Arla and First Milk unveil price drops from March

By Michelle Perrett

- Last updated on GMT

Milk prices have been falling
Milk prices have been falling

Related tags Arla Board of directors Dairy farming

Milk prices continue to fall, with First Milk and Arla unveiling reductions from March and the National Farmers Union (NFU) pressing Arla to work with farmers to mitigate price cuts.

First Milk, the British farmer-owned co-operative, announced on Friday (February 23) that its milk price for March would be reducing by 1.25p per litre. 

Arla, the dairy co-operative with 2,500 members, has also just revealed that its price for conventional milk would reduce by 2.16p for the manufacturing litre, taking it to 27.11p from 1 March 2018. Since December, Arla farmers have seen a total drop of 5.19ppl. Its farmers are paid on constituents, via a manufacturing schedule, which means they would receive 26.08p, based on 4% fat and 3.3% protein.

The NFU is urging Arla to speed up its commitments to looking at risk management options for its suppliers. It is also calling on Arla to clearly explain why its current plans are not preventing steep price drops.

“I’m disappointed and surprised to see this level of price drop again despite a stable demand for butter and the UK Futures Market Equivalent showing a positive result on the forward curve,"​ said NFU dairy board chairman Michael Oakes. “We will soon see Arla’s seasonality pricing mechanism lower the pence per litre received even more.

Arla revenue

“Just this week at the NFU conference, Arla announced a growth in revenue of £1.94bn. Arla farmers don’t appear to be feeling the positive effects of this revenue or the strategy to manage risk in the market. We want to see more done at both ends of the chain to insulate farmers from such steep price drops.

“It is vital that Arla works with farmers to provide them with the ability to mitigate the effects of volatility on their businesses. We are holding Arla UK’s managing director Tomas Pietrangeli to his commitment made at NFU conference to look into risk management options for Arla suppliers. We are calling on Arla to speed up this work so farmers can see the results.”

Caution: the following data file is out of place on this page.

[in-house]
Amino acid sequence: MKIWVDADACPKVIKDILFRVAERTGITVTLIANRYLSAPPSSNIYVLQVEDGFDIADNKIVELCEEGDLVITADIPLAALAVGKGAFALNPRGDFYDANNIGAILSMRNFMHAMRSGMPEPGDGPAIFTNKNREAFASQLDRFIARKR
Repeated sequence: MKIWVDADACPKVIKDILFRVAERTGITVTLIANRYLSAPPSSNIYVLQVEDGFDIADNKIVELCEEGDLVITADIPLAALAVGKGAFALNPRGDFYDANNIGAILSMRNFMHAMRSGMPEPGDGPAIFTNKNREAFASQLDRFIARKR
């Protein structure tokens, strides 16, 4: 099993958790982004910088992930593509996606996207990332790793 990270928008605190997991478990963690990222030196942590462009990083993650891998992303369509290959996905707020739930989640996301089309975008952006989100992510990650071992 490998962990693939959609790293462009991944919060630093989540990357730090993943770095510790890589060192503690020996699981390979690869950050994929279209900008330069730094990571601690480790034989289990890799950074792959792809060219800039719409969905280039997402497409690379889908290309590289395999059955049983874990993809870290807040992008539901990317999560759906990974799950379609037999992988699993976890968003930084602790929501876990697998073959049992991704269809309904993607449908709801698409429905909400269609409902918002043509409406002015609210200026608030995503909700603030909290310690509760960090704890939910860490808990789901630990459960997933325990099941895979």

The NFU Dairy Board was due to meet with Arla later in the year and would be reinforcing this call, it said.

Department for the Environment, Food and Rural Affairs average farmgate milk prices for January fell by 3.2% from December, to 30.60ppl.

The figures represent the average price paid by dairies for all milk purchased in the month. It is a weighted average calculated from information collected on total value and volumes of purchased milk in England, Wales, Northern Ireland and Scotland.


Jim Baird, vice chairman and farmer director at First Milk said: “As we’ve said in recent months, the weaker dairy market has impacted our revenue and we can only pay a milk price that relates to our returns. We know that this further milk price drop will be disappointing to our members and continue to do all we can to mitigate the market conditions.”

Arla Foods amba board director, Johnnie Russell, said he recognised this was unwelcome news for its farmer owners.

“The challenge that we face is that our price, in common with those or our competitors, has been impacted by the recent dramatic falls in the commodity markets from the highs of last autumn,”​ he said.

Arla said that while last year’s increases were driven by fat, the long-term decline in the value of protein since the start of 2017 has had a significant impact. It said that protein prices were now at a historical low with little prospect of recovery, due to the large stocks held by the EU.


Meanwhile, NFU Scotland vice president Gary Mitchell, a dairy farmer from Stranraer who currently supplies Arla, said the price takes the milk price down to a very uncompetitive UK price.

“That is very disappointing for Arla suppliers who are also owner members of the co-op,” he said. “As a company that rightly prides itself on its global exposure, added value brands and innovative initiatives, this price does not reflect the ambitions or expectations of its farmer owners, nor the wider dairy community.

“As a co-op which judges itself on its ability to generate returns to its farmers, then there must be a case for Arla elected farmer leaders to hold the management to account over this unacceptable price. Given the additional retail contracts that Arla have recently secured in the UK, members are right to question whether these deals have been won at a cost to producers.

Arla pledged to build the UK dairy industry as it revealed group 2017 results​ earlier today (February 23).

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